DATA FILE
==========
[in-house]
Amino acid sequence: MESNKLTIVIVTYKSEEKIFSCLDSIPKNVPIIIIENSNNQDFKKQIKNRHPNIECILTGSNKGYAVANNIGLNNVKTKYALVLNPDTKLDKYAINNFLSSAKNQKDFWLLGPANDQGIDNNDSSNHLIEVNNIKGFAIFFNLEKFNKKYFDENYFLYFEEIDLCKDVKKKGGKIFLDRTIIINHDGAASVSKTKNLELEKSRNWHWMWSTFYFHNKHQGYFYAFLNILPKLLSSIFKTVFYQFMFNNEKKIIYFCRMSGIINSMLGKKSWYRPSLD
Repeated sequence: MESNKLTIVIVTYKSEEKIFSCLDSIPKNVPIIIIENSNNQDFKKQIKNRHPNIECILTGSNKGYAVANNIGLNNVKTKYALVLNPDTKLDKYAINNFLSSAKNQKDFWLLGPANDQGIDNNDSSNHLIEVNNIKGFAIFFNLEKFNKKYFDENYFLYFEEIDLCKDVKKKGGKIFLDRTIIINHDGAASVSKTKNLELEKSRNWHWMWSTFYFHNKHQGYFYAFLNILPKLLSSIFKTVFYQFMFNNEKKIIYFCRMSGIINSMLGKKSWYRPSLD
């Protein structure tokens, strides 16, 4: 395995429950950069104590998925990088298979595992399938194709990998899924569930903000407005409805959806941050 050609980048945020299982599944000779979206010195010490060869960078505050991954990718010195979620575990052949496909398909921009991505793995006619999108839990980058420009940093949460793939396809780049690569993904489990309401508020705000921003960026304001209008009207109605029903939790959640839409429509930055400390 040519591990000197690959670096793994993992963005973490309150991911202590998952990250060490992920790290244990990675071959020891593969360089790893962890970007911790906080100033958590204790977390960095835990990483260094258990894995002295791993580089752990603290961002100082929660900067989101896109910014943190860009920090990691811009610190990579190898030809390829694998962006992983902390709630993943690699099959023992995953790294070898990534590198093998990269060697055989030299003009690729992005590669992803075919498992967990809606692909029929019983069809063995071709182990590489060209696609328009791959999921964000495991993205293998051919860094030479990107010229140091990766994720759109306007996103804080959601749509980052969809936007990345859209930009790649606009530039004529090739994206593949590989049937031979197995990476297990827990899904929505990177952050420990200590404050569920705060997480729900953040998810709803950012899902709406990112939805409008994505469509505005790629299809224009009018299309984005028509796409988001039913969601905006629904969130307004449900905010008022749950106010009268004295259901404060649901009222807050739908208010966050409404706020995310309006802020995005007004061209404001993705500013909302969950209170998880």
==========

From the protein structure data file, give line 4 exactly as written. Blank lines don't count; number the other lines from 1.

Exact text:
């Protein structure tokens, strides 16, 4: 395995429950950069104590998925990088298979595992399938194709990998899924569930903000407005409805959806941050 050609980048945020299982599944000779979206010195010490060869960078505050991954990718010195979620575990052949496909398909921009991505793995006619999108839990980058420009940093949460793939396809780049690569993904489990309401508020705000921003960026304001209008009207109605029903939790959640839409429509930055400390 040519591990000197690959670096793994993992963005973490309150991911202590998952990250060490992920790290244990990675071959020891593969360089790893962890970007911790906080100033958590204790977390960095835990990483260094258990894995002295791993580089752990603290961002100082929660900067989101896109910014943190860009920090990691811009610190990579190898030809390829694998962006992983902390709630993943690699099959023992995953790294070898990534590198093998990269060697055989030299003009690729992005590669992803075919498992967990809606692909029929019983069809063995071709182990590489060209696609328009791959999921964000495991993205293998051919860094030479990107010229140091990766994720759109306007996103804080959601749509980052969809936007990345859209930009790649606009530039004529090739994206593949590989049937031979197995990476297990827990899904929505990177952050420990200590404050569920705060997480729900953040998810709803950012899902709406990112939805409008994505469509505005790629299809224009009018299309984005028509796409988001039913969601905006629904969130307004449900905010008022749950106010009268004295259901404060649901009222807050739908208010966050409404706020995310309006802020995005007004061209404001993705500013909302969950209170998880």